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The Rover never amounts to more than stylized grittiness 

From the title card that reads "Ten Years After the Collapse" to the opening images of stark wastelands and Guy Pearce's weathered face, David Michôd's The Rover wants you to know that it is really, really dark. The film rolls around in a pile of its own self-important bleakness. It would like to be a cerebral, "slow cinema" take on apocalyptic Aussie films like The Road Warrior and Wake in Fright, but it isn't cerebral, just slow. It has more in common with the vacuous misery of last year's Out of the Furnace, and feels like the work of a talented and ambitious filmmaker with nothing to say.

The Australian native Michôd broke through in 2010 with the excellent crime drama Animal Kingdom, which featured Pearce in a supporting role. Animal Kingdom painted a deeply disturbing portrait of a ruthless criminal family turning against each other, and it succeeded because even the vilest characters held a queasy fascination. Their corrosive relationships mattered, and the suffering that surrounded them was tragic, but the characters in The Rover are quite dull, and suffering is just a pose.

Michôd still shows a talent for dreamily unsettling images, shocking cuts, efficient storytelling and incoherent soundtrack selections, and the first third of The Rover has a morose sort of electricity. Pearce is an unnamed man in the post-apocalyptic Outback, a craggy and dead-eyed loner who doesn't even bother to brush bugs off his face. When he stops for a drink, a car full of criminals crashes outside, and they quickly escape with Pearce's mid-size sedan. Awoken from his stupor, Pearce chases after them, eventually leaving a trail of bodies in the wake of his Terminator-like pursuit.

But when that chase starts to stall, so does the film, and after a tense opening act, The Rover becomes enamored with its own navel. Pearce's character captures the brother of one of the criminals, a wounded and slow-witted Southerner named Rey (Robert Pattinson). Rey was left for dead back at the crime scene, and he's just as eager to reunite with his brother as Pearce is to reclaim his stolen car, so he agrees to lead this gun-toting nihilist back to their lair.

It would be easy and obvious to dump the faults of The Rover on to Twilight punchline Pattinson, but The Rover does completely crash once he appears, and his performance is very bad, so maybe there's something to it. Pattinson was callow, wispy and overwhelmed in David Cronenberg's Cosmopolis, and he's callow, wispy and overwhelmed here. Few actors could survive something as drippy and perverse as the Twilight films, so that's hardly a fair measure, but it's another thing to flail under great directors.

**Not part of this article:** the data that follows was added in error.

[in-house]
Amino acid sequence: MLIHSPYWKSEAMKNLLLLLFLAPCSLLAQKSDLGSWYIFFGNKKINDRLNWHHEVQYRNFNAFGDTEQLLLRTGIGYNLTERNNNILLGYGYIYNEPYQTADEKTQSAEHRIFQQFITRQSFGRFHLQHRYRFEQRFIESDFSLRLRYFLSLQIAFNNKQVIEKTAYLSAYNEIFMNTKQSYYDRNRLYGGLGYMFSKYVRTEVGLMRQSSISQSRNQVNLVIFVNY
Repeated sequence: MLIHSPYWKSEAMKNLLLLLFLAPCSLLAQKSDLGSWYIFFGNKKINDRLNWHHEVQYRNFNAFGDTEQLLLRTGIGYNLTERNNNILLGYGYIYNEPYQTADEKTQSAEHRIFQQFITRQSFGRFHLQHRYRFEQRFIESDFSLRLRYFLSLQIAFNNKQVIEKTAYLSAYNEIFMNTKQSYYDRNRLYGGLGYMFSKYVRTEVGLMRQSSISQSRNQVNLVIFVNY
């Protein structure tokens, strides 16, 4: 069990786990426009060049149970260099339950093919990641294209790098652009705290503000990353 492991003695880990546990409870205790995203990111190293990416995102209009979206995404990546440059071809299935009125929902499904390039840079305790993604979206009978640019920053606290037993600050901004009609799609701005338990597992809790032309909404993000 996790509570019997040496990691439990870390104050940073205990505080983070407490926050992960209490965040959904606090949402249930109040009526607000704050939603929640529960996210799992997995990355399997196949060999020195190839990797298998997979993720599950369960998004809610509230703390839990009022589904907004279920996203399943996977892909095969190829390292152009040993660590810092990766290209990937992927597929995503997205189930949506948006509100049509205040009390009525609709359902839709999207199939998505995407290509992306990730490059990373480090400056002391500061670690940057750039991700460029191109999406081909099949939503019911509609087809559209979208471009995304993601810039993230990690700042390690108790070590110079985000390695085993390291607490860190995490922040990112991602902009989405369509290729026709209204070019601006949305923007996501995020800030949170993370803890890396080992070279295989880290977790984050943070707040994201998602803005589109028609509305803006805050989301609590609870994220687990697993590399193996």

Most unfortunate then that Michôd's screenplay requires Pattinson to perform a number of tasks for which he is hilariously unequipped — affect a Southern accent, play a "mentally challenged" man, carry long dialogue scenes, and be "intense," without adding up to an open-mic impression of Karl Childers from Sling Blade. Pattinson's oversized bag of actor's tics would never fit into the overhead compartment of a commercial airplane, but he smuggles every single shuffle, sneer and slouch on to the screen.

Once it becomes apparent that the story hinges on a burgeoning relationship between Pearce's mysterious man-pushed-too-far and Pattinson's guileless juvenile, the drama becomes as barren and hopeless as the crucifix-strewn Outback. Michôd gives very little context for the "collapse" or backstories for his desperate characters, but those enigmatic aspirations fail to dissuade him from indulging in sledgehammer-obvious social commentary. The film falls into a dreary rhythm, and as the characters reveal their inner lives, they come to feel less mythic and more underdeveloped.

While empty, frustrating and tiresome, Michôd's movie also brings to mind director Steve McQueen's second film Shame, a similarly bleak and stylized cinematic statement from a talented filmmaker with nothing on his mind but being important. McQueen followed up Shame with his for-the-ages Oscar winner 12 Years a Slave, so even if The Rover is a total dog, there is hope for Michôd yet.

scene@csindy.com

  • This feels like the work of a talented and ambitious filmmaker with nothing to say.

Film Details

The Rover
Rated R · 100 min. · 2014
Official Site: therover-movie.com
Director: David Michôd
Writer: Joel Edgerton and David Michôd
Producer: Liz Watts, David Linde and David Michôd
Cast: Guy Pearce, Robert Pattinson, Scoot McNairy, Nash Edgerton, David Field, Anthony Hayes, Susan Prior and Gillian Jones

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